Britain's government weighed the possibility of military action against Syria on Thursday but faced growing scepticism from opposition leaders and deeper divisions in a country still haunted by its role in the US-led invasion of Iraq.
What seems to be delaying that decision is the fear a strike could spark a much bigger war than anyone wants.
Opposition Labour leader Jeremy Corbyn said it is "vital that parliament has the chance to debate and decide in advance" of any military action, which he warned "risks a risky escalation of the conflict".
Labour leader Jeremy Corbyn raised the spectre of the war on Thursday as he insisted MPs should be recalled from their Easter break to have their say on Syria.
The Secretary of Defence Jim Mattis has made it clear he has significant concerns over the unforeseen consequences of a strike on Syria.
"Six in ten Brits (61%) say that it should be necessary for Parliament to vote first on whether the United Kingdom takes part in military action in Syria - 18% say it should not be necessary for Parliament to vote on the matter", the pollster wrote on Twitter on the results of its survey.
President Donald Trump said Thursday that an attack on Syria could take place "very soon or not so soon at all", arguing he had never signaled the timing of retaliation for a suspected chemical weapons attack that he had suggested was imminent a day earlier.
Trump posted a tweet on Wednesday warning Russian Federation to "get ready" because missiles "will be coming" to Syria.
The attack in Douma happened late on Saturday amid a resumed offensive by Syrian government forces after the collapse of a truce with the Army of Islam rebel group.
Defence Secretary Jim Mattis warned such an attack carried the risk of spinning out of control, suggesting caution ahead of a decision on how to respond to an attack against civilians last weekend that US officials are increasingly certain involved the use of banned chemical weapons. Asked if France is planning to participate in retaliatory attacks on Syria, he was noncommittal. The White House said he would consult further with allies. In another tweet on Thursday, Trump wrote that an attack on Syria "could be very soon or not so soon at all!"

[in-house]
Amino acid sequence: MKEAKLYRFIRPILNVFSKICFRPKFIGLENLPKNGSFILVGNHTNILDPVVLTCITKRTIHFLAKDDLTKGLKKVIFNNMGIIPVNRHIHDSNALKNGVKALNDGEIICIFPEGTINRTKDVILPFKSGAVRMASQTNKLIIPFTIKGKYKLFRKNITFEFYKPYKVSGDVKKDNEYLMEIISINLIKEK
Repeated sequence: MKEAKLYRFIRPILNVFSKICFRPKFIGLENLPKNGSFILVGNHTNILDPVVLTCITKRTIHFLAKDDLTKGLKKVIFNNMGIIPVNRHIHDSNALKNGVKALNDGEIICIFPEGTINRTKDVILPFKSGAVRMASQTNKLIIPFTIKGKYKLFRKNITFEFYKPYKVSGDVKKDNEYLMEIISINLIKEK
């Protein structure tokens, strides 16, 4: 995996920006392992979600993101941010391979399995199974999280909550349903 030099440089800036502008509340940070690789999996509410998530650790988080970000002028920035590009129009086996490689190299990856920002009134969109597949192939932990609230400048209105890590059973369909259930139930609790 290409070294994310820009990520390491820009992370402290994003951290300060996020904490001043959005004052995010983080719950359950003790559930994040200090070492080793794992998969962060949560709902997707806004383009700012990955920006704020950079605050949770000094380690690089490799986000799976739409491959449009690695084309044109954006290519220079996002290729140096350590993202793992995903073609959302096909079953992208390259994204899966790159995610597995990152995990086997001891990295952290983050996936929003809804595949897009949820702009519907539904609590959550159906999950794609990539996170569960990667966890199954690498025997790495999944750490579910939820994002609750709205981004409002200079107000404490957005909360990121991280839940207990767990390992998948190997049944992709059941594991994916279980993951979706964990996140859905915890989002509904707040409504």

The drumbeat of military action appeared to grow louder, as Russian Federation stonewalled diplomatic efforts at the United Nations and France declared "proof" that Moscow's Syrian ally carried out a deadly chemical weapons attack that killed more than 40 Syrians.
Some MPs have backed Britain acting against Syria, warning that the use of chemical weapons was in breach of worldwide law and could not be allowed to go unpunished.
It came nearly exactly a year after a chemical attack in the northern Syrian town of Khan Sheikhoun killed dozens of people.
The Syrian government denies responsibility.
The NBC News reports come several hours after French president Emmanuel Macron said he too has "proof" that the attack used chemical weapons.
Echoing the USA stance, France's Ambassador Francois Delattre said Assad's government had reached a "point of no return" with repeated use of chemical weapons.